If there is a fresh crisis, it's also likely that a run on stablecoins would be faster and more severe than in traditional markets. As a recent paper notes, this is because a rush to redemption in the case of stablecoins would take place in hours or minutes rather than over several days. Meanwhile, such a crisis could be triggered by broader events or by something particular to stablecoins—such as the discovery of a bug in a stablecoin's protocol.

These are just theoretical concerns for now, but it's telling that Circle's partner Coinbase has quietly removed language from its website that stated each USDC was backed by "one US dollar, which is held in a bank account." The word change is likely a move by Coinbase to stave off lawsuits, but also reflects that USDC is not the fail-safe investment Circle had promised.

Circle's hard road ahead

Circle is in the process of going public, meaning that it must persuade investors that its USDC business is safe and growing. This is likely why the company declared its intentions to become a federally chartered bank—a status that would help allay potential investors' fears about regulatory risk.

Right now, Circle operates by means of state-based money transmitter licenses, a model used by numerous other financial companies, including PayPal. Other stablecoin issuers have adopted different legal strategies: Paxos and Gemini, for instance, are relying on a stablecoin regime devised by New York state, while Tether has pursued a wildcat model that involves operating overseas.

What all of these models have in common is that they require the stablecoin issuers to carry little in the way of excess capital on top of their reserves. This is very different from traditional banks, which typically must carry a "capital cushion" of 8% and often even more. The idea of the cushion is that, in the event of a crisis, banks can take a loss on some of their assets but still have more than enough money on hand to meet redemption demands.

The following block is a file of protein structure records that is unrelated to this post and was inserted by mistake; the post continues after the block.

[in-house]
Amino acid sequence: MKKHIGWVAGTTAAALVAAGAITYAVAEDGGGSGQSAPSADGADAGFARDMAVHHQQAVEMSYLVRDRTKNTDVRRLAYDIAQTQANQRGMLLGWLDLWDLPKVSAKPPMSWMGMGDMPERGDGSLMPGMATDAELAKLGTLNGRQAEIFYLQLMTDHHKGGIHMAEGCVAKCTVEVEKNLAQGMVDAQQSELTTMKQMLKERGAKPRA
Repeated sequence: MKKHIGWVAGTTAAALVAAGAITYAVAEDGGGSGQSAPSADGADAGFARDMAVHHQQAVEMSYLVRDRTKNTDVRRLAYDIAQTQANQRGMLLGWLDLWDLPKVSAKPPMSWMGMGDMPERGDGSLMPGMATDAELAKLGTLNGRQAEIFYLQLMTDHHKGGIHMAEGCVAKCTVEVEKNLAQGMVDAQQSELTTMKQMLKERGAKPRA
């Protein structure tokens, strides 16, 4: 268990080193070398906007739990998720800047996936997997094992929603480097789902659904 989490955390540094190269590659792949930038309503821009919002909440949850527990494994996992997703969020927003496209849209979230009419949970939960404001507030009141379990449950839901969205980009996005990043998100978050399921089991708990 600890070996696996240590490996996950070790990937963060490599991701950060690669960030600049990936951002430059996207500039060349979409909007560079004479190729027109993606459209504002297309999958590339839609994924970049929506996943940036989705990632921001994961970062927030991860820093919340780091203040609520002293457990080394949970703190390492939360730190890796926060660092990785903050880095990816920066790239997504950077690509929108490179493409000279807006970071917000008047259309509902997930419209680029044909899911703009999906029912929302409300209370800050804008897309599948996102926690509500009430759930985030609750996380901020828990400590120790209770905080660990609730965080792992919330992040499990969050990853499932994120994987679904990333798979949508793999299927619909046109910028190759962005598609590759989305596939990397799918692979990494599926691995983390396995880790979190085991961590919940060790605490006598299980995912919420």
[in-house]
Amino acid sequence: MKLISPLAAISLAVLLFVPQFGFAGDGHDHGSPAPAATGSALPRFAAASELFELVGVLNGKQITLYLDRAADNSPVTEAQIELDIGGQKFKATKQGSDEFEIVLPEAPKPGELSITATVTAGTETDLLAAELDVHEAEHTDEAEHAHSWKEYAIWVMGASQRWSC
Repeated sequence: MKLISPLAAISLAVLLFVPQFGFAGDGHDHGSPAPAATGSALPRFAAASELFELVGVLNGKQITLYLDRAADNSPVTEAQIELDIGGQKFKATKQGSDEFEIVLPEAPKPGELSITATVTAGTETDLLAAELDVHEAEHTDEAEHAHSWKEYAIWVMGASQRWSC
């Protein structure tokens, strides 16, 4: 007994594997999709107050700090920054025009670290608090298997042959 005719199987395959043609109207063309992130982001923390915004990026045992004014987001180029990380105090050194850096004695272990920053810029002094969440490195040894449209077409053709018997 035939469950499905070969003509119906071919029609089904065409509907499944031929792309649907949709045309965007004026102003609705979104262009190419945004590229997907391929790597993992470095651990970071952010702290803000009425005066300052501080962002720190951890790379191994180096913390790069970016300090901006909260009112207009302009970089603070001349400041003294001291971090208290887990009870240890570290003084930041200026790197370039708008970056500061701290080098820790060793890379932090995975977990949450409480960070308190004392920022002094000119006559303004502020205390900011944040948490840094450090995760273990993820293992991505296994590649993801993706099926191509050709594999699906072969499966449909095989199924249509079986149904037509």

If Circle goes forth with its plans to become a national bank, it could well be forced to carry such a capital cushion too. This could be a tall order, especially if it is also forced to replace the commercial paper and bonds in its reserves with Treasury Bills that carry a near-zero return.

Where would Circle get the cash to create that 8% buffer? The company raised $440 million in outside investment this spring, a portion of which could be used to set up a capital cushion. But in the longer term, it's not clear how Circle would make enough money from its stablecoin operations to maintain that cushion and pay for its day-to-day operations.

Disparte, the Circle executive, expressed confidence about the company's future business prospects, pointing out that USDC is just one of its money makers—Circle also runs a "transaction and treasury" business that it expects to brings in $60 million this year, and also owns a profitable crowdfunding platform called Seed Invest. Disparte also noted that receiving a bank charter would give Circle access to the discount window at the Federal Reserve, providing it a reliable source of cheap liquidity.

Furthermore, Circle already enjoys partnerships with payment giants Visa and Mastercard, which shows how much traction the company has gotten in the mainstream financial world.

But uncertainty still looms over Circle, especially as its plan to be a bank is only that—a plan. The company has only declared its intentions; it has yet to file the paperwork. Meanwhile, the Federal Reserve is planning to drop a major report on stablecoins next month, which could dramatically change how Circle and other stablecoin issuers operate—perhaps by forcing them to change the structure of their reserves.

This doesn't mean that Circle won't succeed in its plans to win the stablecoin wars. Only that a lot of things will have to go right for that to happen.